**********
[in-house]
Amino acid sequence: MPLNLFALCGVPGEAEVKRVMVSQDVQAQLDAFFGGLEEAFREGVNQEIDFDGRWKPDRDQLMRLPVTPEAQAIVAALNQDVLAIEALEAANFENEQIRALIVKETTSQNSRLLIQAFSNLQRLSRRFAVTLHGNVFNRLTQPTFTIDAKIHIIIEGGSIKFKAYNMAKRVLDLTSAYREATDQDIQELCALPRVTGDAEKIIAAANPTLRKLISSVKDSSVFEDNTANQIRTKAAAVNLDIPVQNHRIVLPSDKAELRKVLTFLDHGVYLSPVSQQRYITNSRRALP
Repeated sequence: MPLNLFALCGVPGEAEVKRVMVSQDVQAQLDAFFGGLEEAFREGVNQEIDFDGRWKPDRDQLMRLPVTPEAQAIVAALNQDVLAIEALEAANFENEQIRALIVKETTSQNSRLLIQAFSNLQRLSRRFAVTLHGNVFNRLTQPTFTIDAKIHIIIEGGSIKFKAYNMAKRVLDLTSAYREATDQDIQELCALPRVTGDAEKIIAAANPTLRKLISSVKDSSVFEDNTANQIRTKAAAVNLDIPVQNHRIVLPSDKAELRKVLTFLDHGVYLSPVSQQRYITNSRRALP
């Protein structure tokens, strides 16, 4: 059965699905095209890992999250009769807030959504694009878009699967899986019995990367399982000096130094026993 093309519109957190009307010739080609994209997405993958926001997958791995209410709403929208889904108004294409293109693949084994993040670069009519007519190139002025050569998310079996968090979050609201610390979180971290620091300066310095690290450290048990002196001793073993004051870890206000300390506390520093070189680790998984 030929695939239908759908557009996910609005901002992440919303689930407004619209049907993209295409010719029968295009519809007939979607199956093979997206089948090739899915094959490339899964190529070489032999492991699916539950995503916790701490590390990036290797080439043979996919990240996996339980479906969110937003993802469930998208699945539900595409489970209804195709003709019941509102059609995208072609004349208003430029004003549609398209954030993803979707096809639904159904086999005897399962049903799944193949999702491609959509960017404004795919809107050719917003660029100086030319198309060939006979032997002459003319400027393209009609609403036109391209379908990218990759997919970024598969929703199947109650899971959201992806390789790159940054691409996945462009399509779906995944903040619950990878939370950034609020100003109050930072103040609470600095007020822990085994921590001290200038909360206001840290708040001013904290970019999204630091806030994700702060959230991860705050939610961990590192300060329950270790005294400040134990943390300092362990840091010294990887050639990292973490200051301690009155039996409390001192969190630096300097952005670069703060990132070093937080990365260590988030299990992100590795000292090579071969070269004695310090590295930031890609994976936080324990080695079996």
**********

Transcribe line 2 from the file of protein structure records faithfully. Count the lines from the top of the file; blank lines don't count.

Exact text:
Amino acid sequence: MPLNLFALCGVPGEAEVKRVMVSQDVQAQLDAFFGGLEEAFREGVNQEIDFDGRWKPDRDQLMRLPVTPEAQAIVAALNQDVLAIEALEAANFENEQIRALIVKETTSQNSRLLIQAFSNLQRLSRRFAVTLHGNVFNRLTQPTFTIDAKIHIIIEGGSIKFKAYNMAKRVLDLTSAYREATDQDIQELCALPRVTGDAEKIIAAANPTLRKLISSVKDSSVFEDNTANQIRTKAAAVNLDIPVQNHRIVLPSDKAELRKVLTFLDHGVYLSPVSQQRYITNSRRALP